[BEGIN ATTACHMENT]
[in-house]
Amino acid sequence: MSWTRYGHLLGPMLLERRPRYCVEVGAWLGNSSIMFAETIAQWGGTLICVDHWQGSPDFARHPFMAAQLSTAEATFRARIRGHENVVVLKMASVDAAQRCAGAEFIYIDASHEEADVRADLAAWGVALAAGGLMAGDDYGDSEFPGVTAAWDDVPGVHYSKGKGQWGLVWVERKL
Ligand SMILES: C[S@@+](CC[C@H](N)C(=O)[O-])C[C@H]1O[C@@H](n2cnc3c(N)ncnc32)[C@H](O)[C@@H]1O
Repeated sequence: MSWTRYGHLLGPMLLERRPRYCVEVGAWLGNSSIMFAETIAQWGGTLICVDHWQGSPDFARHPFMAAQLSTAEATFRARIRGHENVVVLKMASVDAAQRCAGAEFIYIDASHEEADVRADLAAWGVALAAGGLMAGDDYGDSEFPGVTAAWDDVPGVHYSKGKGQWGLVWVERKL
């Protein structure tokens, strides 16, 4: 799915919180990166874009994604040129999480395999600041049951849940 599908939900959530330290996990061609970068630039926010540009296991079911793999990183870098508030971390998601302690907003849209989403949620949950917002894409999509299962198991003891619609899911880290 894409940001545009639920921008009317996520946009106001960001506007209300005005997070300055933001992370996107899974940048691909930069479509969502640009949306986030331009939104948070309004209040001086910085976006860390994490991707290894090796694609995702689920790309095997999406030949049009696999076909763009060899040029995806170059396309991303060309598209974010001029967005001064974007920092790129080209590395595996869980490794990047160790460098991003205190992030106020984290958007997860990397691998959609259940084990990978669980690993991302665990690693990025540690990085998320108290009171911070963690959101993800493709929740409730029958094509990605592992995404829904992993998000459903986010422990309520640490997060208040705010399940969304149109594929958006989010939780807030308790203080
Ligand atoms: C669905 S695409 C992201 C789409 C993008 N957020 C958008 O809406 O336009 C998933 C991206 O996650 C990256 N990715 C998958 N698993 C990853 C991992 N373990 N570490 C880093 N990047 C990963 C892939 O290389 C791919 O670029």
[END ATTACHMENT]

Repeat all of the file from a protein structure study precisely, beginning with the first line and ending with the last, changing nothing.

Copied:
[in-house]
Amino acid sequence: MSWTRYGHLLGPMLLERRPRYCVEVGAWLGNSSIMFAETIAQWGGTLICVDHWQGSPDFARHPFMAAQLSTAEATFRARIRGHENVVVLKMASVDAAQRCAGAEFIYIDASHEEADVRADLAAWGVALAAGGLMAGDDYGDSEFPGVTAAWDDVPGVHYSKGKGQWGLVWVERKL
Ligand SMILES: C[S@@+](CC[C@H](N)C(=O)[O-])C[C@H]1O[C@@H](n2cnc3c(N)ncnc32)[C@H](O)[C@@H]1O
Repeated sequence: MSWTRYGHLLGPMLLERRPRYCVEVGAWLGNSSIMFAETIAQWGGTLICVDHWQGSPDFARHPFMAAQLSTAEATFRARIRGHENVVVLKMASVDAAQRCAGAEFIYIDASHEEADVRADLAAWGVALAAGGLMAGDDYGDSEFPGVTAAWDDVPGVHYSKGKGQWGLVWVERKL
């Protein structure tokens, strides 16, 4: 799915919180990166874009994604040129999480395999600041049951849940 599908939900959530330290996990061609970068630039926010540009296991079911793999990183870098508030971390998601302690907003849209989403949620949950917002894409999509299962198991003891619609899911880290 894409940001545009639920921008009317996520946009106001960001506007209300005005997070300055933001992370996107899974940048691909930069479509969502640009949306986030331009939104948070309004209040001086910085976006860390994490991707290894090796694609995702689920790309095997999406030949049009696999076909763009060899040029995806170059396309991303060309598209974010001029967005001064974007920092790129080209590395595996869980490794990047160790460098991003205190992030106020984290958007997860990397691998959609259940084990990978669980690993991302665990690693990025540690990085998320108290009171911070963690959101993800493709929740409730029958094509990605592992995404829904992993998000459903986010422990309520640490997060208040705010399940969304149109594929958006989010939780807030308790203080
Ligand atoms: C669905 S695409 C992201 C789409 C993008 N957020 C958008 O809406 O336009 C998933 C991206 O996650 C990256 N990715 C998958 N698993 C990853 C991992 N373990 N570490 C880093 N990047 C990963 C892939 O290389 C791919 O670029």